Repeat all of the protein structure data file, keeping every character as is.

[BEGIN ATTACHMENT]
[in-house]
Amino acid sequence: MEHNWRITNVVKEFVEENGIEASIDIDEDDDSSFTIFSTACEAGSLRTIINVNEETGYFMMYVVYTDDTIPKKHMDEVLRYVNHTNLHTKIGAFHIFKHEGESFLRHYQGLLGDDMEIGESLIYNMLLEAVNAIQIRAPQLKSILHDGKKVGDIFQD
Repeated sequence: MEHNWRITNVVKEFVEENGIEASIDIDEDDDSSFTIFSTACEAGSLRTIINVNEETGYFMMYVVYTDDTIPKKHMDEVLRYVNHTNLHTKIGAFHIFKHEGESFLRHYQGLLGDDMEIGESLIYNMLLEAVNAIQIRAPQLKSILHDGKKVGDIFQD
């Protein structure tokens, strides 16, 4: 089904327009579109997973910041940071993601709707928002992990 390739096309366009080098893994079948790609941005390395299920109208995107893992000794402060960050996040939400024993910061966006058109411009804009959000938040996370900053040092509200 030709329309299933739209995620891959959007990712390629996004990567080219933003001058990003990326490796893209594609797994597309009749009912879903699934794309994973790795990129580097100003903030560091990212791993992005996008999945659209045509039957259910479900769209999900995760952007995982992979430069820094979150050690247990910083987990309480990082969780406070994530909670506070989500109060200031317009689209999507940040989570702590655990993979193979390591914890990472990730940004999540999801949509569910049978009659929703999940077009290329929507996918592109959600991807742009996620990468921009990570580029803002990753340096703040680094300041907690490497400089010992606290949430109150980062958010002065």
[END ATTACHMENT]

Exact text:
[in-house]
Amino acid sequence: MEHNWRITNVVKEFVEENGIEASIDIDEDDDSSFTIFSTACEAGSLRTIINVNEETGYFMMYVVYTDDTIPKKHMDEVLRYVNHTNLHTKIGAFHIFKHEGESFLRHYQGLLGDDMEIGESLIYNMLLEAVNAIQIRAPQLKSILHDGKKVGDIFQD
Repeated sequence: MEHNWRITNVVKEFVEENGIEASIDIDEDDDSSFTIFSTACEAGSLRTIINVNEETGYFMMYVVYTDDTIPKKHMDEVLRYVNHTNLHTKIGAFHIFKHEGESFLRHYQGLLGDDMEIGESLIYNMLLEAVNAIQIRAPQLKSILHDGKKVGDIFQD
């Protein structure tokens, strides 16, 4: 089904327009579109997973910041940071993601709707928002992990 390739096309366009080098893994079948790609941005390395299920109208995107893992000794402060960050996040939400024993910061966006058109411009804009959000938040996370900053040092509200 030709329309299933739209995620891959959007990712390629996004990567080219933003001058990003990326490796893209594609797994597309009749009912879903699934794309994973790795990129580097100003903030560091990212791993992005996008999945659209045509039957259910479900769209999900995760952007995982992979430069820094979150050690247990910083987990309480990082969780406070994530909670506070989500109060200031317009689209999507940040989570702590655990993979193979390591914890990472990730940004999540999801949509569910049978009659929703999940077009290329929507996918592109959600991807742009996620990468921009990570580029803002990753340096703040680094300041907690490497400089010992606290949430109150980062958010002065």